Interesting keynote at Google by Swedish authors of State of Play Goldberg and Larsson. In their session they covered the Minecraft story and have since written about video game culture.
One of the key things that they pull out is how social and political themes are starting to come into gaming from independent developers.
I think this is important because of what has happened to gaming over the decades. When the Atari games console first launched, gaming what gender neutral. It gradually became male orientated. This has changed back with casual gaming and games designs like Animal Crossing. But what that means is that we know have distinct gaming communities, rather than an inclusive gaming communities. ‘Girl gamers’ are now a novelty on services like Twitch and some manage to monetise their objectification by their audience.
Those themes are not only in the realm of ‘mainstream’ politics and social discourse. The far right has long understood how it could use gaming. Back in the early 1990s before the web and the internet the way we know it; Concentration Camp Manager was circulated on bulletin boards and via floppy disk.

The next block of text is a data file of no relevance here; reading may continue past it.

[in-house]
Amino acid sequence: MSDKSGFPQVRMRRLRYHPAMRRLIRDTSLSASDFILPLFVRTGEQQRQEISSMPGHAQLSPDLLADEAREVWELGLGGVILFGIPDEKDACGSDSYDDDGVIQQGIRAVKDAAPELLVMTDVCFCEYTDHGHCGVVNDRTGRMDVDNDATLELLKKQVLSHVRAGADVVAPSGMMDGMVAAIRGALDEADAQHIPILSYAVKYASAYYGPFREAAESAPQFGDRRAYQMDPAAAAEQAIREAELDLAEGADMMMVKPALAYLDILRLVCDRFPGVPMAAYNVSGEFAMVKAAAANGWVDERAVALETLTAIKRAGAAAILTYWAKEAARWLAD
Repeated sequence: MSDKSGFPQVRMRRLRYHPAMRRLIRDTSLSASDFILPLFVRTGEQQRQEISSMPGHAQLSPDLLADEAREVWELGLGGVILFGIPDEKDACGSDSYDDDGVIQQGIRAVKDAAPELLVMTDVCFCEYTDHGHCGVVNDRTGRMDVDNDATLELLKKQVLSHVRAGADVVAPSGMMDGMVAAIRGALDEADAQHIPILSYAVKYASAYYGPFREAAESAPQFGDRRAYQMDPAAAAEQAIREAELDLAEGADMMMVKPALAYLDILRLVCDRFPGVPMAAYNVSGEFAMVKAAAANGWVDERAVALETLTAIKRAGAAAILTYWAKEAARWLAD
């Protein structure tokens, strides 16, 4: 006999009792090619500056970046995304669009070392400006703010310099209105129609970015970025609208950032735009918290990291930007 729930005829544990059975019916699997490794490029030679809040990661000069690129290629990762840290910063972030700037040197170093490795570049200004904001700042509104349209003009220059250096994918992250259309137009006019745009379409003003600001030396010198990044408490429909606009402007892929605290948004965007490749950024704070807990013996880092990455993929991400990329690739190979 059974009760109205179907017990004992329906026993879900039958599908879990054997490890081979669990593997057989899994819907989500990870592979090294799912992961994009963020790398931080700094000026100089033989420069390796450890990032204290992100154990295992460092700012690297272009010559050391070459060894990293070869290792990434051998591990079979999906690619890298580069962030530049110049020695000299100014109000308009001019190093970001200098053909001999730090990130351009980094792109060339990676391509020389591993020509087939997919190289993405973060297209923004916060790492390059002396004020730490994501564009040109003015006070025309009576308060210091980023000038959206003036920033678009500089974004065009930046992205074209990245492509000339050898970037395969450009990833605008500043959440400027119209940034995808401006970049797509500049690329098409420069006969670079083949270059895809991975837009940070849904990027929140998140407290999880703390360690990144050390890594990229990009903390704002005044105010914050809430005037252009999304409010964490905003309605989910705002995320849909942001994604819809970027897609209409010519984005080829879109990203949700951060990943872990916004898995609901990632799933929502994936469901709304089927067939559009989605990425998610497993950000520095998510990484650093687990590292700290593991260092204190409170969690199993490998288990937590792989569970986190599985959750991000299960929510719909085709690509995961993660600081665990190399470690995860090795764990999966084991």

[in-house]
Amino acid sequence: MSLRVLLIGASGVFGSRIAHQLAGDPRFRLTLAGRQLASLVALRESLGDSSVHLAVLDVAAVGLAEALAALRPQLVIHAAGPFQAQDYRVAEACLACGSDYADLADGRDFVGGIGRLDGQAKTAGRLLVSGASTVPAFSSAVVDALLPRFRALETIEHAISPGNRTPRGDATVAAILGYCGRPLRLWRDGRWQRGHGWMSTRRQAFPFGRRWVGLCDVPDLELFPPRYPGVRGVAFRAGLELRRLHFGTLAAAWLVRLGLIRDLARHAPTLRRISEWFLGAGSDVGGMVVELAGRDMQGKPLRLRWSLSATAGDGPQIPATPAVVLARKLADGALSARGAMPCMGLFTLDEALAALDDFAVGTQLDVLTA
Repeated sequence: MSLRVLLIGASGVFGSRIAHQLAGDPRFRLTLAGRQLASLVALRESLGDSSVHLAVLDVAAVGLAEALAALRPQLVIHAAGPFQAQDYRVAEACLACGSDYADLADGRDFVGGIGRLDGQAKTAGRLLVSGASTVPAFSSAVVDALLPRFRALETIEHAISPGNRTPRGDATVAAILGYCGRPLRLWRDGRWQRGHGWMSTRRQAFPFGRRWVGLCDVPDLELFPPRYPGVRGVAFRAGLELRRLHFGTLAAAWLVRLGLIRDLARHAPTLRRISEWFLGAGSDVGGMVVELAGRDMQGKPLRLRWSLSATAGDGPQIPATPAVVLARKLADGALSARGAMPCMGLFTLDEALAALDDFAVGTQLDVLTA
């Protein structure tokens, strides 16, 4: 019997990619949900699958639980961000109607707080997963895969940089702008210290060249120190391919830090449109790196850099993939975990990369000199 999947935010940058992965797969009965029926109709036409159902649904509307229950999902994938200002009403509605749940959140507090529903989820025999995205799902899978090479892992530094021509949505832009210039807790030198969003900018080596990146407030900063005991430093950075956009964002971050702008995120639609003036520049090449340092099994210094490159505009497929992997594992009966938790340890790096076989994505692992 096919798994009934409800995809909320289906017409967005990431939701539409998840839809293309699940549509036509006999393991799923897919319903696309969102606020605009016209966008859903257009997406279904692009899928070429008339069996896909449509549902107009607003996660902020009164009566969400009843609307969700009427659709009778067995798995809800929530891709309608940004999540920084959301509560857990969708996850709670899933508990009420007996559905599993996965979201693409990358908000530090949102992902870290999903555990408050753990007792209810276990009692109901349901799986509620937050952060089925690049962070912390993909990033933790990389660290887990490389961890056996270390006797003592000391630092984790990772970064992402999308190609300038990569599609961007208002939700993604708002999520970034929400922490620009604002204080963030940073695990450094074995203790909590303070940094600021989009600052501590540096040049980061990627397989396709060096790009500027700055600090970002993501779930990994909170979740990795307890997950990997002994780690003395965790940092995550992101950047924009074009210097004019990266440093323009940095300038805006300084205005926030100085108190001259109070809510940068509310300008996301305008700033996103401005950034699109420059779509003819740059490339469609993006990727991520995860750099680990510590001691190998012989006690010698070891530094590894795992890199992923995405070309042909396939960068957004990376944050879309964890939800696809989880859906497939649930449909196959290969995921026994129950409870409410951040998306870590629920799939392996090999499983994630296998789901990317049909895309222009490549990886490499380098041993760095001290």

In games like Second Life or World of Warcraft, their hybrid nature as social and gaming platforms has enabled player political messages and even political culture. Whether it was bodies laid out to spell ut out a message on World of Warcraft, or comments by a popular e-gamer with a political message. Blizzard’s games have become politicised and are likely to become even more so.
One could consider Second Life‘s ‘griefing’ to be a form of unique form of anarchism in its own right. We can only expect this discourse to increase in the future as gaming becomes ever more tightly embedded in culture. Take time out and watch this film for the State of Play authors take on things.